COMING TOGETHER: Washington Performing Arts joins forces with other leading arts organizations to present Daniel Bernard Roumain’s uncensored aria “They Still Want to Kill Us” with mezzo-soprano J’Nai Bridges.
On May 25, 2021 at 5:00 p.m. Pacific/8:00 p.m. EDT, Washington Performing Arts will join a group of arts institutions across the nation to premiere the short film “They Still Want To Kill Us,” an aria by composer and activist Daniel Bernard Roumain (DBR) , performed by mezzo-soprano J’Nai Bridges, and directed by filmmaker Yoram Savion. This collaboration will coincide with the 100th anniversary of the 1921 Tulsa Race Massacre. “They Still Want to Kill Us” will premiere on YouTube and Facebook; beginning May 26 it will stream for free at www.washingtonperformingarts.
The program will include the premiere of the piece by Savion along with a discussion with composer Daniel Bernard Roumain (affectionately referred to as ‘DBR’) and Bridges, moderated by Jamilla Deria and a statement by Damario Solomon-Simmons of the Justice for Greenwood Foundation.
DBR shared further about his piece:
“What happened to American citizens on May 31, 1921 in Tulsa, Oklahoma was a massacre by white people perpetrated upon Black people. A toxic mix of misinformation, bigotry, ignorance, and white rage ignited a race war that left hundreds dead, a community destroyed, and a nation still struggling for its identity. It seems that some white people still want to kill us (Black people), and the murder of Breonna Taylor and George Floyd and so many others is evidence of this bloodlust sown deep within the American psyche. What are the words and methods of The New Racism? Each day we bear witness to it. Violence against those who are Other in America is deeply rooted in our history, and we have a choice. We can be silent — or we can move mountains and create new spaces for our communities.”
This work of social justice and global change is produced by Rika Iino and Ichun Yeh of Sozo Creative with support from Phillips Theological Seminary in Tulsa, OK, and is commissioned by the Apollo Theater, Opera Philadelphia, the Fine Arts Center at the University of Massachusetts Amherst, Capital One City Parks Foundation SummerStage Anywhere, Joe’s Pub, Stanford Live, University Musical Society at the University of Michigan, Zoellner Arts Center at Lehigh University, The Arts Center at NYU Abu Dhabi, Creative Alliance, Bill Bragin, and Washington Performing Arts with support from National Sawdust and the Lotus Education and Arts Foundation, distributed by ActiveCultures, Esty Dinur, globalFEST, ¡Globalquerque!, and HotHouse.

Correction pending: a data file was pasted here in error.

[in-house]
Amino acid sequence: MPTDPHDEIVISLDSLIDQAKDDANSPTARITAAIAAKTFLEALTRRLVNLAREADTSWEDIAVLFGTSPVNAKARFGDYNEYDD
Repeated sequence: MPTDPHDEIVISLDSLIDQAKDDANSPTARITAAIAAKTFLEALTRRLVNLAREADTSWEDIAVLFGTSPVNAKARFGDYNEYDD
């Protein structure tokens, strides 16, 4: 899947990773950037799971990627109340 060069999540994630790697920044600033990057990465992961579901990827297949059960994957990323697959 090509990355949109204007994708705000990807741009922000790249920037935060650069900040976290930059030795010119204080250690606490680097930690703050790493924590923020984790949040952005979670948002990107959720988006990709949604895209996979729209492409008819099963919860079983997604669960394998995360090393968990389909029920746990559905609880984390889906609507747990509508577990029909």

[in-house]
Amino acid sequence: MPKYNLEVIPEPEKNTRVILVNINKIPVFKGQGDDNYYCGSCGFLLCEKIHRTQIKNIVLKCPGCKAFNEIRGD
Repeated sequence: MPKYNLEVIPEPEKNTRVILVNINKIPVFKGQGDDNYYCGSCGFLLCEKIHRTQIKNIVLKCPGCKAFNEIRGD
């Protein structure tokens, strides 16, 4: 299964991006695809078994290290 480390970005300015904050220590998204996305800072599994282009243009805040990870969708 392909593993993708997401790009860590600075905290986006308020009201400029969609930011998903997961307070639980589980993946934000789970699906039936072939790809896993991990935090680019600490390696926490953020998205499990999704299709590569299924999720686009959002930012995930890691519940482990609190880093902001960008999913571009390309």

A native of Petersburg, VA, Patrick holds a BM in Vocal Performance from Virginia State University and a MM in Church Music from Shenandoah Conservatory. Formerly the Performing Arts Columnist for Washington Life Magazine, he currently is a freelance writer, publishing articles for several noted publications, including The Washington Post, Early Music America Classical Music Voice North America, The Afro-American Newspaper, CBS Washington and Examiner.com. He is a member of the Music Critics Association of North America, National Association of Negro Musicians, Inc., The American Choral Directors’ Association, a member of the Shenandoah University Alumni Board of Directors and a Life Member of Alpha Phi Alpha Fraternity, Inc. He serves as Organist/Choirmaster at Saint John’s Episcopal Church, Zion Parish in Beltsville, MDVisit http://patrickdmccoy.com. Follow him on twitter @PatrickDMcCoy and IG: PDM06.